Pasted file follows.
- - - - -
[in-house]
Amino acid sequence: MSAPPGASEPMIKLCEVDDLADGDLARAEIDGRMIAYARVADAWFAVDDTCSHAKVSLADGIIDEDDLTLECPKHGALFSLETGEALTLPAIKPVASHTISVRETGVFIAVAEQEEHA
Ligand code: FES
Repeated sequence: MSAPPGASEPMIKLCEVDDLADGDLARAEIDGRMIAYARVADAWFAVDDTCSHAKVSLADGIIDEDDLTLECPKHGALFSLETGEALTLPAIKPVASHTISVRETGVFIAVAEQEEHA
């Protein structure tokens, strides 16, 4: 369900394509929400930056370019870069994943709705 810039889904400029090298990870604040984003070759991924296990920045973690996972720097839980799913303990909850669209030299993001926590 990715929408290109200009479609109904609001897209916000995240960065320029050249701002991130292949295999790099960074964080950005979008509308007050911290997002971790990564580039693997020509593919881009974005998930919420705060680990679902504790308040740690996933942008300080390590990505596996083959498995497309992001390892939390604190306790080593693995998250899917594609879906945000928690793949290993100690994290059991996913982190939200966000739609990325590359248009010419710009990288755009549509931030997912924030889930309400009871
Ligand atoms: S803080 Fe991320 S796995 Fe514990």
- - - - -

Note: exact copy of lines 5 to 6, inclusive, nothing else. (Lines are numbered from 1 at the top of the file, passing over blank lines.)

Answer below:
């Protein structure tokens, strides 16, 4: 369900394509929400930056370019870069994943709705 810039889904400029090298990870604040984003070759991924296990920045973690996972720097839980799913303990909850669209030299993001926590 990715929408290109200009479609109904609001897209916000995240960065320029050249701002991130292949295999790099960074964080950005979008509308007050911290997002971790990564580039693997020509593919881009974005998930919420705060680990679902504790308040740690996933942008300080390590990505596996083959498995497309992001390892939390604190306790080593693995998250899917594609879906945000928690793949290993100690994290059991996913982190939200966000739609990325590359248009010419710009990288755009549509931030997912924030889930309400009871
Ligand atoms: S803080 Fe991320 S796995 Fe514990």